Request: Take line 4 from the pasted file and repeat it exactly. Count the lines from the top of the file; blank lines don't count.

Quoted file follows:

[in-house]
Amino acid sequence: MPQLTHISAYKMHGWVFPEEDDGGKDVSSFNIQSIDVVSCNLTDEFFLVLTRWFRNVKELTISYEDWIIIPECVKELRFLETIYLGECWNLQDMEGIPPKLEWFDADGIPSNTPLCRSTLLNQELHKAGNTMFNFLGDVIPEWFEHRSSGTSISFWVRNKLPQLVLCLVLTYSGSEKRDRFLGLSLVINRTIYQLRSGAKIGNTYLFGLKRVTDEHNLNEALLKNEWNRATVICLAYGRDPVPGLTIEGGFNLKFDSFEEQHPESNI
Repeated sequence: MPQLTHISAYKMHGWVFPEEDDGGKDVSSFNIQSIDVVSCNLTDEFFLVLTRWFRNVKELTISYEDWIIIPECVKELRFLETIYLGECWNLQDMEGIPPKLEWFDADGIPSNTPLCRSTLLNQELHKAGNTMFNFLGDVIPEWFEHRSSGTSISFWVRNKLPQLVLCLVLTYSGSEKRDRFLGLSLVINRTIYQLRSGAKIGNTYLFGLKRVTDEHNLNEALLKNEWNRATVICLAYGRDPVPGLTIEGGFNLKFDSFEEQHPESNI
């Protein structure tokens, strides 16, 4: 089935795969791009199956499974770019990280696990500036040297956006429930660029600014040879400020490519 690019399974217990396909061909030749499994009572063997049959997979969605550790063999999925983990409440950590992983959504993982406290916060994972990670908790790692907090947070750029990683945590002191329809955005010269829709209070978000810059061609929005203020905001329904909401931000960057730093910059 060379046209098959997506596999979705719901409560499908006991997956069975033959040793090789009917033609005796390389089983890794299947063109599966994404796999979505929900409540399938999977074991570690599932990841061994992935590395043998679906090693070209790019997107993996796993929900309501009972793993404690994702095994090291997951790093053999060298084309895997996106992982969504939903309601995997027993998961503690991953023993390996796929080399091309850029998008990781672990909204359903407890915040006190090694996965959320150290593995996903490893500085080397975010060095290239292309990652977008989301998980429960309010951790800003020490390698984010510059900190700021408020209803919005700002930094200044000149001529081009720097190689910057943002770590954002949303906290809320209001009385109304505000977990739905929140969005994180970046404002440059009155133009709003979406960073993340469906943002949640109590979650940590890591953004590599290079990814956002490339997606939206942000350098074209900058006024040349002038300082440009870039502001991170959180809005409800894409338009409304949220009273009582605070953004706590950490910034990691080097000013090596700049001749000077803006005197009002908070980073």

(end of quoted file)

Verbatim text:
């Protein structure tokens, strides 16, 4: 089935795969791009199956499974770019990280696990500036040297956006429930660029600014040879400020490519 690019399974217990396909061909030749499994009572063997049959997979969605550790063999999925983990409440950590992983959504993982406290916060994972990670908790790692907090947070750029990683945590002191329809955005010269829709209070978000810059061609929005203020905001329904909401931000960057730093910059 060379046209098959997506596999979705719901409560499908006991997956069975033959040793090789009917033609005796390389089983890794299947063109599966994404796999979505929900409540399938999977074991570690599932990841061994992935590395043998679906090693070209790019997107993996796993929900309501009972793993404690994702095994090291997951790093053999060298084309895997996106992982969504939903309601995997027993998961503690991953023993390996796929080399091309850029998008990781672990909204359903407890915040006190090694996965959320150290593995996903490893500085080397975010060095290239292309990652977008989301998980429960309010951790800003020490390698984010510059900190700021408020209803919005700002930094200044000149001529081009720097190689910057943002770590954002949303906290809320209001009385109304505000977990739905929140969005994180970046404002440059009155133009709003979406960073993340469906943002949640109590979650940590890591953004590599290079990814956002490339997606939206942000350098074209900058006024040349002038300082440009870039502001991170959180809005409800894409338009409304949220009273009582605070953004706590950490910034990691080097000013090596700049001749000077803006005197009002908070980073």